Browse all reviews by letter     A B C D E F G H I J K L M N O P Q R S T U V W X Y Z 0 - 9

USA 1996
Directed by
Spike Lee
108 minutes
Rated MA

Reviewed by
Bernard Hemingway
2.5 stars

Girl 6

Spike Lee’s film is based on a presumably fact-based screenplay by Suzan-Lori Parks and tells the story of a would-be actress (Theresa Randle) who for want of paying gigs ends up working as a phone sex operator called Girl 6. Along the way she simultaneously deflects the attentions of her shiftless ex-husband (Isaiah Washington). It might be generally described as a comedy although there is a darkness to it as the young woman rather naively gets caught up in the deceptions of that world, gradually coming to rate her own worth by how much she is wanted by her anonymous callers who are using her to realize their fantasies.

The outright comedy is largely provided by Lee himself, firstly as Jimmy, Girl 6’s unemployed neighbour, an obsessive baseball fan, and secondly as Mr Jefferson, the paterfamilias in a dreadful 1970s black sit-com.  Adding to the entertainment value Lee the director also gets out his paintbox and with the help of cinematographer Malik Sayeed soaks the film in a bright, even garish, palette, interpellates cameos from the likes of Quentin Tarantino, Halle Berry, Naomi Campbell  and Madonna, quotes from blaxploitation film history and tops it all off with a pop-funk soundtrack by Prince.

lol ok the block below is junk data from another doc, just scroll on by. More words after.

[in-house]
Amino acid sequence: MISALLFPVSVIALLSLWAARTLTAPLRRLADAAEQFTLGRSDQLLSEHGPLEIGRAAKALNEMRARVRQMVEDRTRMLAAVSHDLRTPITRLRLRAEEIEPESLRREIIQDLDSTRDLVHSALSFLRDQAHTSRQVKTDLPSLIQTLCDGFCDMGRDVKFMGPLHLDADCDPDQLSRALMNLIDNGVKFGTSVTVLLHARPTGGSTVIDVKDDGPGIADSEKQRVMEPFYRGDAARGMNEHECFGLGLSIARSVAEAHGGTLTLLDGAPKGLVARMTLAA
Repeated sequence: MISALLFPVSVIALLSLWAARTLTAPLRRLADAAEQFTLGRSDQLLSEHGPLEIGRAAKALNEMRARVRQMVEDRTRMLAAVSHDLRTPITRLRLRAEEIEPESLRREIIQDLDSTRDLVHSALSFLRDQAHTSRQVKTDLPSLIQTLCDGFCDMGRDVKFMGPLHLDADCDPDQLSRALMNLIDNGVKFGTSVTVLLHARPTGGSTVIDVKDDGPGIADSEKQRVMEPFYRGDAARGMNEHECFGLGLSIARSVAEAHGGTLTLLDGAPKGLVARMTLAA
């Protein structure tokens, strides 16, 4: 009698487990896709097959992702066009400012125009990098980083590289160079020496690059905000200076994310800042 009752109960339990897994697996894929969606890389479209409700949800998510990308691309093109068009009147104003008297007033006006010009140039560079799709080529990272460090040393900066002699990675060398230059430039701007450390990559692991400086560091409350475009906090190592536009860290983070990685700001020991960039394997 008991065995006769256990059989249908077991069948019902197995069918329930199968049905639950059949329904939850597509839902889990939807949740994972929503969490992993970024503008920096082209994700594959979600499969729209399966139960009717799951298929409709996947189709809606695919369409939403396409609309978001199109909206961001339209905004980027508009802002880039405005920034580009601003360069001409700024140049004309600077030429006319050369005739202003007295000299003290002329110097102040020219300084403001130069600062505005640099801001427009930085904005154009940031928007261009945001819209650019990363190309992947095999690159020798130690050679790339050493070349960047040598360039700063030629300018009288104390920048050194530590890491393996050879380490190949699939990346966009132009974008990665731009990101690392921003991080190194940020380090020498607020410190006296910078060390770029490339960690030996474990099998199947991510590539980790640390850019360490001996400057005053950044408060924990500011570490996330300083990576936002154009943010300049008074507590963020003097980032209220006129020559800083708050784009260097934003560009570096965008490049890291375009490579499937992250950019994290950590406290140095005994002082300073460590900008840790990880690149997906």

Whilst as a portrait of the struggling actress Girl 6 is very sympathetic to her lot (although an early scene with her acting coach suggests that she may not be a very good one), her spiritual fall metaphorically represented by a news story about a little girl who falls down an elevator shaft, the problem for most audiences will be the phone fantasies which constitute a considerable amount of screen-time. These are not only tawdry but, of course, provide no visual, appeal other than that provided by Ms Randle herself.. 

Somewhat surprisingly Ms. Randle who had had small parts in Lee’s previous films, Malcolm X (1992) and Jungle Fever (1991), and is made to look very fetching by Lee in a suite of sexy outfits (and in one questionable scene going topless) was never really heard of again despite doing a commendable job in the lead.

After a remarkable run stretching back to his 1986 debut She’s Gotta Have It, Girl 6 was Lee’s first misfire, his characteristic self-deprecating humour aside, the film's glossy style overwhelming the slight story.




Want something different?

random vintage best worst